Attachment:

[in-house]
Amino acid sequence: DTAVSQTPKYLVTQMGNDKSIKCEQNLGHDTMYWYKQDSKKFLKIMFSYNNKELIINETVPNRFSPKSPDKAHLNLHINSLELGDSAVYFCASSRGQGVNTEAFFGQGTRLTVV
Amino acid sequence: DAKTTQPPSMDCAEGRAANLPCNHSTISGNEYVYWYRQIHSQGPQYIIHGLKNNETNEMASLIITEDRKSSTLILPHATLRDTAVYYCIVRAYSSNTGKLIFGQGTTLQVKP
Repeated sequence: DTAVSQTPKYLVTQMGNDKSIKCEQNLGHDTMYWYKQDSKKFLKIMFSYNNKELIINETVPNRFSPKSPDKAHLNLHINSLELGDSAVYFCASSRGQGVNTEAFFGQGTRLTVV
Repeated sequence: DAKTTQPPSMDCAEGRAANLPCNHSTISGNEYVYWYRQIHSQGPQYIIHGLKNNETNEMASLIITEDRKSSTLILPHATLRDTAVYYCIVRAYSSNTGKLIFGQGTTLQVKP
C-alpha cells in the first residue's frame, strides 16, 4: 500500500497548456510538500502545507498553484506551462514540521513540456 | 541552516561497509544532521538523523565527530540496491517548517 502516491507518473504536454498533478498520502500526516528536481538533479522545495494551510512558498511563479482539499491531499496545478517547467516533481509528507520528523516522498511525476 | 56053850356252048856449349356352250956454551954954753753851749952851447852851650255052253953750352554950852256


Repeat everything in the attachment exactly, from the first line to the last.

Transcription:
[in-house]
Amino acid sequence: DTAVSQTPKYLVTQMGNDKSIKCEQNLGHDTMYWYKQDSKKFLKIMFSYNNKELIINETVPNRFSPKSPDKAHLNLHINSLELGDSAVYFCASSRGQGVNTEAFFGQGTRLTVV
Amino acid sequence: DAKTTQPPSMDCAEGRAANLPCNHSTISGNEYVYWYRQIHSQGPQYIIHGLKNNETNEMASLIITEDRKSSTLILPHATLRDTAVYYCIVRAYSSNTGKLIFGQGTTLQVKP
Repeated sequence: DTAVSQTPKYLVTQMGNDKSIKCEQNLGHDTMYWYKQDSKKFLKIMFSYNNKELIINETVPNRFSPKSPDKAHLNLHINSLELGDSAVYFCASSRGQGVNTEAFFGQGTRLTVV
Repeated sequence: DAKTTQPPSMDCAEGRAANLPCNHSTISGNEYVYWYRQIHSQGPQYIIHGLKNNETNEMASLIITEDRKSSTLILPHATLRDTAVYYCIVRAYSSNTGKLIFGQGTTLQVKP
C-alpha cells in the first residue's frame, strides 16, 4: 500500500497548456510538500502545507498553484506551462514540521513540456 | 541552516561497509544532521538523523565527530540496491517548517 502516491507518473504536454498533478498520502500526516528536481538533479522545495494551510512558498511563479482539499491531499496545478517547467516533481509528507520528523516522498511525476 | 56053850356252048856449349356352250956454551954954753753851749952851447852851650255052253953750352554950852256